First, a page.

FIDC Day 3

Twelve hours into my bus ride home, the time spent at the Faith and International Development Conference seems like a long time ago. However, no matter how far I go, there are some lessons that I want to hold close to my heart. The last day had two such moments:

Dr. Michael Woolcock is a researcher at the World Bank who spends his spare time lecturing at Harvard’s Kennedy School of Government. As far as development goes, that’s pretty much the pinnacle of success. Standing in the college chapel, he confessed, in his soft spoken Australian accent, the honour it was to be invited to a conference themed “Healthy Humility”, as the institutions he represented didn’t particularly epitomise that virtue. Michael went on to share the incredible series of circumstances that took him from being a physical education major to working at the Bank. He cited the example of a boy recorded in the book of John– this boy gave his lunch to Jesus, and Jesus multiplied the food to feed over five thousand people. Michael confessed that all along, the task was simple; give everything to God, and let him do the miracles. He continued by talking about his own Dad, a university professor whose body is now wracked with disease. With tears in his eyes, this extremely important man told us: “Unable to speak or move, what is my Father’s task? It is the same, to give everything to God, and let him do as he wishes”.

The room was silent as we took in the magnitude of what he was saying. True humility comes from giving up power and privilege; this is where God works.

An hour later, Ravi Jayakaran ended the conference by telling us his own story: going from a nationally renowned expert in animal husbandry to an international advocate for the expertise of the poor themselves. He used to be so important that the poor wouldn’t dare talk to him, until one day someone did. A man approached Ravi and told him that all his work was useless. The truth of this man’s words cut Ravi so much that from that day onwards he became a leaner, not a teacher.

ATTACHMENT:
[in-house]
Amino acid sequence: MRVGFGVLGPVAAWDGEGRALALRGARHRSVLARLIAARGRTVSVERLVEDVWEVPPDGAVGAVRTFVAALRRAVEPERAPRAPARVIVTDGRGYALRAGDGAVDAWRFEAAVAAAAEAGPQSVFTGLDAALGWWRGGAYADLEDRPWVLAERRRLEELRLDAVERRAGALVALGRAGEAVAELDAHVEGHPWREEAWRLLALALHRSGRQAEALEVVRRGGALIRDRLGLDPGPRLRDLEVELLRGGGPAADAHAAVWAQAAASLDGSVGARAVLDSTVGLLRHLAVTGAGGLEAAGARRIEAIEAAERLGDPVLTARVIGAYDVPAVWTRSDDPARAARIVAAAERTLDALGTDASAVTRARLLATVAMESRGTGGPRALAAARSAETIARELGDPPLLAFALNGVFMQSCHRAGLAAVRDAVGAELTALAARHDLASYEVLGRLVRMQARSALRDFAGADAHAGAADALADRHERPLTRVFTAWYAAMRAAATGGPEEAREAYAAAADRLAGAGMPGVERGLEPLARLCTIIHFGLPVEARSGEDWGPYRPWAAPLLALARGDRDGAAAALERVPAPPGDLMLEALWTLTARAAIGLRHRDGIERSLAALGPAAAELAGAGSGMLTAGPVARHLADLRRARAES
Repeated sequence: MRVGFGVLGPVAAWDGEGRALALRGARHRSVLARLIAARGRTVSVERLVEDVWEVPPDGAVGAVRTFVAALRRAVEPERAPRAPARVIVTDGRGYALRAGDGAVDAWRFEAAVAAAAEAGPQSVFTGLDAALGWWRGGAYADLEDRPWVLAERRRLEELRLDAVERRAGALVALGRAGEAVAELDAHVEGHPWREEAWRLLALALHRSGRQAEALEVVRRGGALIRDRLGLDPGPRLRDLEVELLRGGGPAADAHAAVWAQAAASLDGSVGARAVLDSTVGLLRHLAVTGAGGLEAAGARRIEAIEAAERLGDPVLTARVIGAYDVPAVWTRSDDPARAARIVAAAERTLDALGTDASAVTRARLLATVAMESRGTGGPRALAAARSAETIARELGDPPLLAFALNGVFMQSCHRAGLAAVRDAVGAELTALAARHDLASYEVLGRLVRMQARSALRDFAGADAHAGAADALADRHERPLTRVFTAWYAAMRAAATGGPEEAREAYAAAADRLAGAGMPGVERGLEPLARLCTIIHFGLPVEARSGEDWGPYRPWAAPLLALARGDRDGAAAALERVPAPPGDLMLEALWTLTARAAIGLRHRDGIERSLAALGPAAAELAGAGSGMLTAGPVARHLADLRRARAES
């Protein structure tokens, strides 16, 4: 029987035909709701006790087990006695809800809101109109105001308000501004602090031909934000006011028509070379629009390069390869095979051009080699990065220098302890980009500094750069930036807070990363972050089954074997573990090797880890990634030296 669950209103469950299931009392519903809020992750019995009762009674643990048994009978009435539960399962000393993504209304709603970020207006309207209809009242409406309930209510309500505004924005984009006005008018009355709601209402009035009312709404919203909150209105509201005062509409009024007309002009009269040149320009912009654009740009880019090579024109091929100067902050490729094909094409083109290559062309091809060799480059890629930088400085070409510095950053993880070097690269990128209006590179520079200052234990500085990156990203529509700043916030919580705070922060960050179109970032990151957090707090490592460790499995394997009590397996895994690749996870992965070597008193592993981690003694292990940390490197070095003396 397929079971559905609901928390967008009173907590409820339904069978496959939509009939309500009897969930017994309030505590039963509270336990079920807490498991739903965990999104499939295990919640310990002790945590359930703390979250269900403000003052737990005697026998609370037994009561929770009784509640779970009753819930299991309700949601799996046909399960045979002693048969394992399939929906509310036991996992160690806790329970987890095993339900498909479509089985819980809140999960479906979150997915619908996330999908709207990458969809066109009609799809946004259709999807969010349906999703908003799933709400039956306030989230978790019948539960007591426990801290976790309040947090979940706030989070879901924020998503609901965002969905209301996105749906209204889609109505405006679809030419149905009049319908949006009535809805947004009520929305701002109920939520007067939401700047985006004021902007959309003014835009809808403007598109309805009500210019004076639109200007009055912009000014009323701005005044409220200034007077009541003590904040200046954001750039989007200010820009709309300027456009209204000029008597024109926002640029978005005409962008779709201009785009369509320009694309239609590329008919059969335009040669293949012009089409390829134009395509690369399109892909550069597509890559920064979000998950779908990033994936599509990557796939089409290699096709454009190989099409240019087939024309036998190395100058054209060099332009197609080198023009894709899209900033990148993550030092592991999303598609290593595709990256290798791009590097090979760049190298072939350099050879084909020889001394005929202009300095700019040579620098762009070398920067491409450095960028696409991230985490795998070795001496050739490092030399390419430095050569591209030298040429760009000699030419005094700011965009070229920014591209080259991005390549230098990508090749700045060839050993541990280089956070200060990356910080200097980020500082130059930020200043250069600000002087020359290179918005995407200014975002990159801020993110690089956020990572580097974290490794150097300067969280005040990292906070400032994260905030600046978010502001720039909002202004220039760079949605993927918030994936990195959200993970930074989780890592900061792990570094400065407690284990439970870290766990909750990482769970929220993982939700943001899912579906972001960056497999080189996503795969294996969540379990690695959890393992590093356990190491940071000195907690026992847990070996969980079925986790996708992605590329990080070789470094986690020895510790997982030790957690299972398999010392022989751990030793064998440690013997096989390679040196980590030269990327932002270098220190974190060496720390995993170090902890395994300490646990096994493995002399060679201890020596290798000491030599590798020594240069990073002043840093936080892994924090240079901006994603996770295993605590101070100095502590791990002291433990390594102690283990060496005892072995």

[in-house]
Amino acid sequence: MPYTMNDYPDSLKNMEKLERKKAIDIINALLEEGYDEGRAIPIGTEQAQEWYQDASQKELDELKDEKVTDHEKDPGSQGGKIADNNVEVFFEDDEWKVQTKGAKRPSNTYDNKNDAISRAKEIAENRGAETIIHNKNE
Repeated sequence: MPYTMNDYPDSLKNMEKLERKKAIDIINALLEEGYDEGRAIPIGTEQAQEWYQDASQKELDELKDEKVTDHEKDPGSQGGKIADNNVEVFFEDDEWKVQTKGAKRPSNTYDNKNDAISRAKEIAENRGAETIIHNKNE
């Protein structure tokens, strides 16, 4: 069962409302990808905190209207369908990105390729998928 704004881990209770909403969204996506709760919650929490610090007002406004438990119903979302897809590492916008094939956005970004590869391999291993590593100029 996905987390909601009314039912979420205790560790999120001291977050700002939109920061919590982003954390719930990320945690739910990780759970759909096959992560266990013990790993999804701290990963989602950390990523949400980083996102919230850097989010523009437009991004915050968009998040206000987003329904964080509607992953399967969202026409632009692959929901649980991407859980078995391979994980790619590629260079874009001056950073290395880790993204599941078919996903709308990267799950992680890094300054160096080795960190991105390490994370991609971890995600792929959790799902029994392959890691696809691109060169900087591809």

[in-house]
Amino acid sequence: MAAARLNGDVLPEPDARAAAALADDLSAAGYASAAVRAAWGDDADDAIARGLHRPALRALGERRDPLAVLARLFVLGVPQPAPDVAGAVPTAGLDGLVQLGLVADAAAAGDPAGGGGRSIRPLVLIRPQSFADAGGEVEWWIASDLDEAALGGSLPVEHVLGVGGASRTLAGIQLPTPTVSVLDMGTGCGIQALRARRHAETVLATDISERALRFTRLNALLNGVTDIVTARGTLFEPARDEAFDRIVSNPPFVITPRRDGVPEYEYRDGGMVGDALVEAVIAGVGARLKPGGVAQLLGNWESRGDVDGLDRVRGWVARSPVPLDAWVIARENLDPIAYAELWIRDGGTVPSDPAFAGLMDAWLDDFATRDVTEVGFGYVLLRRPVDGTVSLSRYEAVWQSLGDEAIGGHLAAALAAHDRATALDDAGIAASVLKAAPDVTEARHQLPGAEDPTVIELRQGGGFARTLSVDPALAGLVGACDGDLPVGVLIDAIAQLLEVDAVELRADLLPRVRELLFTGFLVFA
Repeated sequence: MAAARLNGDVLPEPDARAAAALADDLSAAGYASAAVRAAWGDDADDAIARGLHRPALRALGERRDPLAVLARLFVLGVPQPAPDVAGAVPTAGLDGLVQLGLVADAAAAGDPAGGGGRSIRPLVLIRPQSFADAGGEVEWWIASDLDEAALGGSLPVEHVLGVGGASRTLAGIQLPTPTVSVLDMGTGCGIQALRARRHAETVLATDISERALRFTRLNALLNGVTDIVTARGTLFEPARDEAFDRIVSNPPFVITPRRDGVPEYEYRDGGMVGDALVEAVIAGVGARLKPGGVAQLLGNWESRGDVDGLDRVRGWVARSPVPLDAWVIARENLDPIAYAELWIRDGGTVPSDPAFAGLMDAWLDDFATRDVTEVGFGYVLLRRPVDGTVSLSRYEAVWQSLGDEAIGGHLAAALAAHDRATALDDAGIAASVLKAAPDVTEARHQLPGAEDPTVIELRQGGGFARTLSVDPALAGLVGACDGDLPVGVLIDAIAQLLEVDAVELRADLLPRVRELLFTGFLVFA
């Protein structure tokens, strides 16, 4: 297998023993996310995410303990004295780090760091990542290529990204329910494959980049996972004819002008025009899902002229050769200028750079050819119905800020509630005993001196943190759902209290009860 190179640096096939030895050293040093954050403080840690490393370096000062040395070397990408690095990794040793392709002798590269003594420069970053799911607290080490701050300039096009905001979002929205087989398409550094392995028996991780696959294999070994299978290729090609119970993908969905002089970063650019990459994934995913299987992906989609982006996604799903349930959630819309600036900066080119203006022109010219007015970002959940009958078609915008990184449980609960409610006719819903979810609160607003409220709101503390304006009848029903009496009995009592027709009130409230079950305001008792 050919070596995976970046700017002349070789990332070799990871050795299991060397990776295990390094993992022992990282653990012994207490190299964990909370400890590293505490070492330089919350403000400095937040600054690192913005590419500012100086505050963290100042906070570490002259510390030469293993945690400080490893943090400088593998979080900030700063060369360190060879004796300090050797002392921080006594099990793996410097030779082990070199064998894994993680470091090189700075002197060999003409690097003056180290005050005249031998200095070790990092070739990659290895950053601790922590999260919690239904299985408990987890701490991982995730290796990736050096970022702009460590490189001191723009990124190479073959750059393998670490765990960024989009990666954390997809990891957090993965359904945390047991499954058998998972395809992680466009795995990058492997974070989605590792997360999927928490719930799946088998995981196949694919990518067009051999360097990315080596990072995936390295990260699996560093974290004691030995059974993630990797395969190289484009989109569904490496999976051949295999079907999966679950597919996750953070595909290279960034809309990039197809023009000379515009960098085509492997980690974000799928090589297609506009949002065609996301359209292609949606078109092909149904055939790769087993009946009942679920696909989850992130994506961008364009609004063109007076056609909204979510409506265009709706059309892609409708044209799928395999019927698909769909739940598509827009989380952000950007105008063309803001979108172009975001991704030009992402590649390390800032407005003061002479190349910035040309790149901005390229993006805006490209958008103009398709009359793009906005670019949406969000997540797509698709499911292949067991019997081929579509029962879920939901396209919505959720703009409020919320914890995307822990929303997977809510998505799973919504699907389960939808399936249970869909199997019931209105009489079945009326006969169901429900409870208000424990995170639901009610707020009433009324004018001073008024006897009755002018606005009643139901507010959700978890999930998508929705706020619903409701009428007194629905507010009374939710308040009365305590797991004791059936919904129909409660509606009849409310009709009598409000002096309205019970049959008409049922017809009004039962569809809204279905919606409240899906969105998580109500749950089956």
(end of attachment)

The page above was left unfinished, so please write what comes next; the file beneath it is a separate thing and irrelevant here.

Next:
The gentle humility of these two extremely accomplished men inspiring and challenging. They both cited the example of Jesus, who was God’s but became a human, as the driving force behind their attitude.

As much as I wish I could return from this conference bursting with new ideas and strategies, instead I find myself humbled, quieted. I am reminded mostly of my powerlessness, the futility of trying to affect my own change.

This strikes chord with me. The last months have been spent worrying about the future, scared that I wouldn’t ever amount to anything. But humility is ultimately comforting; I don’t need to amount to anything. All I can do is give what I have, and let God do the miracles.

Such a privilege to have spent the weekend in Michigan. I would love for you to be a part of the conversation as I process all that I’ve learned! What piqued your curiosity? Anyone you want to hear more about? You can even check the conference schedule and ask about the speakers I haven’t mentioned!


2 thoughts on “FIDC Day 3

  1. I’m glad you blogged throughout the conference so we could live vicariously through you. Not to say that none of the content from your earlier blogs was valuable, but what you wrote about gentle humility speaks a lot to me. Several non-profit organizations and charities out there grow so big, they let fame and glory taint their initial intention. Like you stressed several times in this post, gentle humility is an important trait to have in the development field. It’s a great reminder for us to be humble and quiet even when our body and mind tells us otherwise. Would love to hear more about your conference in the future!


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